Dystonia Clinic

The Movement and Inherited Neurological Disorders Unit (MIND) is dedicated to comprehensive patient care of those affected by dystonia.

What is Dystonia?

Dystonia is a neurological movement disorder characterized by involuntary muscle contractions, which force certain parts of the body into abnormal, sometimes painful, movements or postures. Dystonia can affect any part of the body including the arms and legs, trunk, neck, eyelids, face, or vocal cords.

Dystonia may cause impairment as muscle contractions interfere with normal function. For example, when it affects the eyelids, a person can be “blind with normal vision” as prolonged or sustained blinking interferes with normal sight. It can also be painful or socially embarrassing. Features such as cognition, strength, and the senses, including vision and hearing, are usually normal. While dystonia is not fatal, it is a chronic disorder and prognosis is difficult to predict.

There are many forms of dystonia, including:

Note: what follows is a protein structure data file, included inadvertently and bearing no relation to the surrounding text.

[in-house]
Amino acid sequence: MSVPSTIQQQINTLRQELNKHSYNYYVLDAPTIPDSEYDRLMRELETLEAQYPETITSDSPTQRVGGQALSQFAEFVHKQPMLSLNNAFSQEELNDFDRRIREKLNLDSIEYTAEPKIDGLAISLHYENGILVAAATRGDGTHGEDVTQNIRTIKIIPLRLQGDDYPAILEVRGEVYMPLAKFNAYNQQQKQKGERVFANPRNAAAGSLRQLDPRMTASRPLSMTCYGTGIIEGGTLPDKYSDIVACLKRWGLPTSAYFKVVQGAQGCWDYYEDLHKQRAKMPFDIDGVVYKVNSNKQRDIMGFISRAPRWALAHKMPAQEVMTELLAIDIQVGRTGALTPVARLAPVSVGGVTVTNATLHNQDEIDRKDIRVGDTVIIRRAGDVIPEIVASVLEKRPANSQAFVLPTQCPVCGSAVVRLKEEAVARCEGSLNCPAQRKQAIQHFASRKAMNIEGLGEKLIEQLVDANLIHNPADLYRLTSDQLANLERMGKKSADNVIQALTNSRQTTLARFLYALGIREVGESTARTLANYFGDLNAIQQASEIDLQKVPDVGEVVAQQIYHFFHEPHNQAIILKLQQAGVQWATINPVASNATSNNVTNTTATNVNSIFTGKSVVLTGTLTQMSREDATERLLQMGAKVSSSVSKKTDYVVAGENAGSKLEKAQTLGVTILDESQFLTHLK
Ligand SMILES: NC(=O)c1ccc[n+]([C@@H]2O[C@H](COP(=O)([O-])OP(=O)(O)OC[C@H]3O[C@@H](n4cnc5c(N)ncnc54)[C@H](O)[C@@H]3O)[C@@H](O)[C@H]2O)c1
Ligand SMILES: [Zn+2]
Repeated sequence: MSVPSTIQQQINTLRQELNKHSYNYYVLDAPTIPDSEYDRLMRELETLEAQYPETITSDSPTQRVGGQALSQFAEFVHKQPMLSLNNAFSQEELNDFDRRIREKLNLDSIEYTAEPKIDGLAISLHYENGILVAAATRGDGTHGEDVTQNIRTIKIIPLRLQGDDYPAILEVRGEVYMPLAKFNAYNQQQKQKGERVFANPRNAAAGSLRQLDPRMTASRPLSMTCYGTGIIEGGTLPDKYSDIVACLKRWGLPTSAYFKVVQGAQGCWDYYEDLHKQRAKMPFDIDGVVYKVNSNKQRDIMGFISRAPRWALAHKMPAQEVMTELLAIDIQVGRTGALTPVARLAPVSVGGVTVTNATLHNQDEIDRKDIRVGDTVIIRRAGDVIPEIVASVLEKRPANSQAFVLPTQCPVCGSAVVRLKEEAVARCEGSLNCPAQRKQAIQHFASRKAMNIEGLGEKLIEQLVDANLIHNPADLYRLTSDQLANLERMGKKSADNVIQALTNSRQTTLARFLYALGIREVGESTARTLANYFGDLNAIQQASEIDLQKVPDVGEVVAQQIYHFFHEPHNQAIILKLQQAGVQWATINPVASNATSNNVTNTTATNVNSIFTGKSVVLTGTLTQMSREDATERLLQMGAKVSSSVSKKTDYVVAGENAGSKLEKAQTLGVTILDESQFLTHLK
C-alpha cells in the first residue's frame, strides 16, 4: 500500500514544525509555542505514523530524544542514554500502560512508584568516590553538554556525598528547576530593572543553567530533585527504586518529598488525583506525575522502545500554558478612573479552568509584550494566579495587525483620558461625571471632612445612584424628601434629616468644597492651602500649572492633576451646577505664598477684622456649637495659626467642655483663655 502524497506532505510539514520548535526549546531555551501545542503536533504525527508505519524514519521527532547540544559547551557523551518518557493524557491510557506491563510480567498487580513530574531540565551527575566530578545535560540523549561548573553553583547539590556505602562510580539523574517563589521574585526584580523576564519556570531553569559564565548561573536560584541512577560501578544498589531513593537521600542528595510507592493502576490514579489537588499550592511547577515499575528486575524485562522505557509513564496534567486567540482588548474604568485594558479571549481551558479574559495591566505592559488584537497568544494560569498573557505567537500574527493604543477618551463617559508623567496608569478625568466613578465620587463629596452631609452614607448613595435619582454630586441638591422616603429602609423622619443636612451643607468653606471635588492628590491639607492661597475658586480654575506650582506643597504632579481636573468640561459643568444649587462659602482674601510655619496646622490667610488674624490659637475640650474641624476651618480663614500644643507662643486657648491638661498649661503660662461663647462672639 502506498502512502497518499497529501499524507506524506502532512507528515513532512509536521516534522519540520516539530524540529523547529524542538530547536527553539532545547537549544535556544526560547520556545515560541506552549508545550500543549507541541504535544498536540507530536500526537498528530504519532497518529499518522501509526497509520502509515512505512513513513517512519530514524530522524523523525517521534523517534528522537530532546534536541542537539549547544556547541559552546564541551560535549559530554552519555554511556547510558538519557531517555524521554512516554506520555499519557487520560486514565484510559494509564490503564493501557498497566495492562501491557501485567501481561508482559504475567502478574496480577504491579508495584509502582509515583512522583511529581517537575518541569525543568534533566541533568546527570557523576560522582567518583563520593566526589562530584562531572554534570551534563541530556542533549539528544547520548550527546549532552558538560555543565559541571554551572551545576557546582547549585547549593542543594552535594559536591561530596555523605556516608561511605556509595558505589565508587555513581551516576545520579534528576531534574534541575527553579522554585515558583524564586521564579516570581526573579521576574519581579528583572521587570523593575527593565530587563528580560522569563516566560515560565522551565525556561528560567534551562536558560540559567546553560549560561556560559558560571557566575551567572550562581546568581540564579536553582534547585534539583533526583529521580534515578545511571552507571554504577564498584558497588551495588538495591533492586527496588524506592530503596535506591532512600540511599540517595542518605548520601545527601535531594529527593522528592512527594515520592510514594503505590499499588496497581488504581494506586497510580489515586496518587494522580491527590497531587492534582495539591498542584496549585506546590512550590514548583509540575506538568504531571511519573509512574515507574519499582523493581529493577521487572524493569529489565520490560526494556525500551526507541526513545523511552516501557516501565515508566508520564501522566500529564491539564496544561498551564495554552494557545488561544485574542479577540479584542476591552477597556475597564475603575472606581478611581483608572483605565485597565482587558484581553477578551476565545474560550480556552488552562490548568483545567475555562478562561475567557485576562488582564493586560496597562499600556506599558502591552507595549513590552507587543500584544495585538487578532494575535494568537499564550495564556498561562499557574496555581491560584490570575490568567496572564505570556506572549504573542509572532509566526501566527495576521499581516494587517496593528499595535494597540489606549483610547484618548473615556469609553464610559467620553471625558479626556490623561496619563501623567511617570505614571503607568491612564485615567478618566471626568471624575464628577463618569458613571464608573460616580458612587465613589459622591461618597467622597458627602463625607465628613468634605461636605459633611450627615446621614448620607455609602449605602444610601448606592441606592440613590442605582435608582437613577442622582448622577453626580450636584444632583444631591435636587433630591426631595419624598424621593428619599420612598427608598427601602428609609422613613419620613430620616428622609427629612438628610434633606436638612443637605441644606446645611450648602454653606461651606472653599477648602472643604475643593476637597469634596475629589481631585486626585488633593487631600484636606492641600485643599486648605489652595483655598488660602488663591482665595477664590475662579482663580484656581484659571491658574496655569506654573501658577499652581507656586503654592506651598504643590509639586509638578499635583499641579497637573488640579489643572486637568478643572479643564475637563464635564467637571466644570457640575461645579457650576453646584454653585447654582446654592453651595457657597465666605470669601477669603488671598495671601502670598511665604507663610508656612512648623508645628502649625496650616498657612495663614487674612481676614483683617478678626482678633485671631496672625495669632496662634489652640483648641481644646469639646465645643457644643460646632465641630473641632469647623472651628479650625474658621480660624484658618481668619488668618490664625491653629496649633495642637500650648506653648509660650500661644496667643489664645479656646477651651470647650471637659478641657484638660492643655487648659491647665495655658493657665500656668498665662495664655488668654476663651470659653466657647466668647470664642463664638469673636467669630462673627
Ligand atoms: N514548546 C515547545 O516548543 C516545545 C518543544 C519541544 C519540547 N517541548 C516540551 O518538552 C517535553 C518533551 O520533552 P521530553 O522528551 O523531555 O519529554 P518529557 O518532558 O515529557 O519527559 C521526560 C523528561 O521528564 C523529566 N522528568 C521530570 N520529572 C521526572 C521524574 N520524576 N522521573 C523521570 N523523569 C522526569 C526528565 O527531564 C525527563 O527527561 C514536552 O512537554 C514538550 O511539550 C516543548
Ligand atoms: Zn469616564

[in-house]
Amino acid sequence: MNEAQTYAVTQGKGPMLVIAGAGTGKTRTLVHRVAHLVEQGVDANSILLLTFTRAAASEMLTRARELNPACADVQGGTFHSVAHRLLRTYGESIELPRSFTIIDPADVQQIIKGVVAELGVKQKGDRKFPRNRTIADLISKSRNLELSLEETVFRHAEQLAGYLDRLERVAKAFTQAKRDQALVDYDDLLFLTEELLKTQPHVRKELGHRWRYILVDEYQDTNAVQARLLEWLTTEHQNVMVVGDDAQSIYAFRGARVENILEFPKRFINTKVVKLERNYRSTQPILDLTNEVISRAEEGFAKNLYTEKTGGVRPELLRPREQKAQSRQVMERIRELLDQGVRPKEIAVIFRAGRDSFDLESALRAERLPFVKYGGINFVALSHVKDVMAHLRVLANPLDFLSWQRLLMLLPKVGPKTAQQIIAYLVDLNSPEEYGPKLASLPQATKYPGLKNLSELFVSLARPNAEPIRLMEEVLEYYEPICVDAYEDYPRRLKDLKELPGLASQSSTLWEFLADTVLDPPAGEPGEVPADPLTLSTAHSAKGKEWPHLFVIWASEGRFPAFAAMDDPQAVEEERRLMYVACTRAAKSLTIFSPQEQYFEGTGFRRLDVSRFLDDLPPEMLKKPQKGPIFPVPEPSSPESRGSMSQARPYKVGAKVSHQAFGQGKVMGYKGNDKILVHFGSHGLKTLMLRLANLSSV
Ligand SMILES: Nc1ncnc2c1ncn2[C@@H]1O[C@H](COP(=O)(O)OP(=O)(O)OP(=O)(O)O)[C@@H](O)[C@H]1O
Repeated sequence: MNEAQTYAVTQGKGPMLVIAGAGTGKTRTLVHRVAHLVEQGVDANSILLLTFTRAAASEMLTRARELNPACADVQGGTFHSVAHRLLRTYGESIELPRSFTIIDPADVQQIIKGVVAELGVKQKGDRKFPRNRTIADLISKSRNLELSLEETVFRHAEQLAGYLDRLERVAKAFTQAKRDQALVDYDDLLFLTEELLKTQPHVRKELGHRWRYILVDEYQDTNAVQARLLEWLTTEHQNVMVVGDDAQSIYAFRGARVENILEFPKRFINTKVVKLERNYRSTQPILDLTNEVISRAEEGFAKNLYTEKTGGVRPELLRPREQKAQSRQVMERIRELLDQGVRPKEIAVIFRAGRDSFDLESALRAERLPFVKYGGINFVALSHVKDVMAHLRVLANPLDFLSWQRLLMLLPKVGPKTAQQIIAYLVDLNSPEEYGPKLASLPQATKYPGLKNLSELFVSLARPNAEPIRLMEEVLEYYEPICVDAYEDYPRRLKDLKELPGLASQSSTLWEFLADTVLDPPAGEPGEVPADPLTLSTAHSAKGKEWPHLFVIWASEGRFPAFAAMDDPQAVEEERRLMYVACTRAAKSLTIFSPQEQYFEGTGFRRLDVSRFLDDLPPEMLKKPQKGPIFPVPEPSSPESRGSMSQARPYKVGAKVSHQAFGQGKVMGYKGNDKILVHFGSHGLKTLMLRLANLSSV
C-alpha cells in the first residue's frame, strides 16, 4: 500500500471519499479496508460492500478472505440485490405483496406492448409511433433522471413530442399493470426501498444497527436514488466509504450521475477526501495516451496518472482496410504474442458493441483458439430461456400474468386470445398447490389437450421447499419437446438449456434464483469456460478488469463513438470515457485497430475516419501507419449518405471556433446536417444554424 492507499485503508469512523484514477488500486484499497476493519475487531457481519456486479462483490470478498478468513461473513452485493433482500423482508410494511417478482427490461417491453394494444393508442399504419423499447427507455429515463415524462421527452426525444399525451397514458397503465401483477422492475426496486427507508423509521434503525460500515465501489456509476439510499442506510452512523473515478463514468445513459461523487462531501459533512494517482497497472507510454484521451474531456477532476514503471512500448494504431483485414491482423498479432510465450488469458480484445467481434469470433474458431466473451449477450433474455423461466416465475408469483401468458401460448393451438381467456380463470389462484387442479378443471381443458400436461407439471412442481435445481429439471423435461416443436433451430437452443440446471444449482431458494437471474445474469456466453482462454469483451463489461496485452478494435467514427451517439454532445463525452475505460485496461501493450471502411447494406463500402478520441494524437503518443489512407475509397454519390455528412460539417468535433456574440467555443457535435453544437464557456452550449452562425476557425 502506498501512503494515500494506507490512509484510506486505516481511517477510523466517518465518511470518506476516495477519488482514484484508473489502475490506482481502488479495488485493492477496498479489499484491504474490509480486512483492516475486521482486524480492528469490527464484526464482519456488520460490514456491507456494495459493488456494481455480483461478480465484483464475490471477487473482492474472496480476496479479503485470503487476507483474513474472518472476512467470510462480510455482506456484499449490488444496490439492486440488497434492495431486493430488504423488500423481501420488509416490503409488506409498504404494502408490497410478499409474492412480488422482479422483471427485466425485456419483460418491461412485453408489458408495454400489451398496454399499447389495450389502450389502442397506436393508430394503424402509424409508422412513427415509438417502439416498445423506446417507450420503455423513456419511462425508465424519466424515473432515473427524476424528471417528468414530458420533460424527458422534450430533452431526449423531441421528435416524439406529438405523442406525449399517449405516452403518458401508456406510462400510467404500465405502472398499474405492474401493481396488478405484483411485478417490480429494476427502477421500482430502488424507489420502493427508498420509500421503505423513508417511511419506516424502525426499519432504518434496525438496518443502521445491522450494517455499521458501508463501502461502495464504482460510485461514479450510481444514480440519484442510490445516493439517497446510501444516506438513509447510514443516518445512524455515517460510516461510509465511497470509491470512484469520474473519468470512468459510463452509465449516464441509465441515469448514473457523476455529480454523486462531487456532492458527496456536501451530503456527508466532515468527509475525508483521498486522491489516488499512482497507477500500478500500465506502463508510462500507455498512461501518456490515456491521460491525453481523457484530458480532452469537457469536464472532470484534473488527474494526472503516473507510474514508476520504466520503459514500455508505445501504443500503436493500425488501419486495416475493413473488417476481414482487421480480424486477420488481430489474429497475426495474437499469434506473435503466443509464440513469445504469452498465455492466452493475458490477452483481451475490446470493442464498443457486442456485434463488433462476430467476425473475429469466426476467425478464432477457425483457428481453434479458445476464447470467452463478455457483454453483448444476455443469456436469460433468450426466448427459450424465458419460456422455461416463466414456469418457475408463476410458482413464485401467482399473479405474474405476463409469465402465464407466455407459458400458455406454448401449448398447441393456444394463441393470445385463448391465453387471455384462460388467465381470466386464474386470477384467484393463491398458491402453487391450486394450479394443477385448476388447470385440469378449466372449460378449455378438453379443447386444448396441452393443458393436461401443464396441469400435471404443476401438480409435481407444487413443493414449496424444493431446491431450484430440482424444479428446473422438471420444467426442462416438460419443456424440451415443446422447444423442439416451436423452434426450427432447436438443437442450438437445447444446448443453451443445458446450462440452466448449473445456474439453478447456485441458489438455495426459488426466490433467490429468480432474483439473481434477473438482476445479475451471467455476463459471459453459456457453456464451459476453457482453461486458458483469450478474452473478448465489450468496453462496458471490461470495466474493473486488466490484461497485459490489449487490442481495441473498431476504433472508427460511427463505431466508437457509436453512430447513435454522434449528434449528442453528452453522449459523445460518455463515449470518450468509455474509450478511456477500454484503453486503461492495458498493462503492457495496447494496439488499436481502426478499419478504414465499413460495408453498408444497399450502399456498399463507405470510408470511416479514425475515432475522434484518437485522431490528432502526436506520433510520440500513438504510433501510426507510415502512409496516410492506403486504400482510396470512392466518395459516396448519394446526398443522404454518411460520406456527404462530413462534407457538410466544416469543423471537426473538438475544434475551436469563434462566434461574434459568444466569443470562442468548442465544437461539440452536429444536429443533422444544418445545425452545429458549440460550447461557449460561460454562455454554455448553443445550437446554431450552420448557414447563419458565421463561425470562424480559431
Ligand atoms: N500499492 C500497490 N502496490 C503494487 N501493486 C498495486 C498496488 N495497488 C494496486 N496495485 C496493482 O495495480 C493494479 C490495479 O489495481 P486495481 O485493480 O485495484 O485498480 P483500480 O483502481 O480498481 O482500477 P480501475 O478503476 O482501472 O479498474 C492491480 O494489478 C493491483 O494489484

• Blepharospasm – forceful involuntary closure of the eyelids
  • Spasmodic torticollis, or cervical dystonia – muscle spasm in the neck that causes the head to turn to one side, and sometimes forward or backward
  • Oromandibular dystonia – continuous spasms of the face, jaw, neck, or tongue
  • Spasmodic dysphonia – spasm of the vocal cords that causes sudden disruption of speech
  • Focal dystonias of the limbs – specific to a certain repetitive task, including writer’s cramp and musician’s dystonia

Who Gets Dystonia?

Dystonia is the third most common movement disorder after Parkinson’s Disease and tremor, affecting more than 300,000 people in North America. It can start at any age, from childhood to older adults. When it starts in childhood, it is often due to genetic abnormalities. Over 15 genetic mutations causing dystonia have been identified. Although genetic mutations are more common in certain populations, dystonia can occur in any race or ethnicity.

Older onset dystonia is more often sporadic, with no identifiable family history. Older onset dystonia more often affects a particular part of the body, such as the neck or the eyes. People who use their hands in intense, finely controlled repetitive movements may occasionally develop dystonia specific to that activity.

What Are the Treatments for Dystonia?

Although there currently are no cures for dystonia, there are a number of symptomatic treatments that can provide relief. These include oral medications, including medications used to treat Parkinson’s Disease and muscle spasticity, and botulinum toxin injection therapy . Research continues into further treatments, such as deep brain stimulation and restraint therapy, among others.

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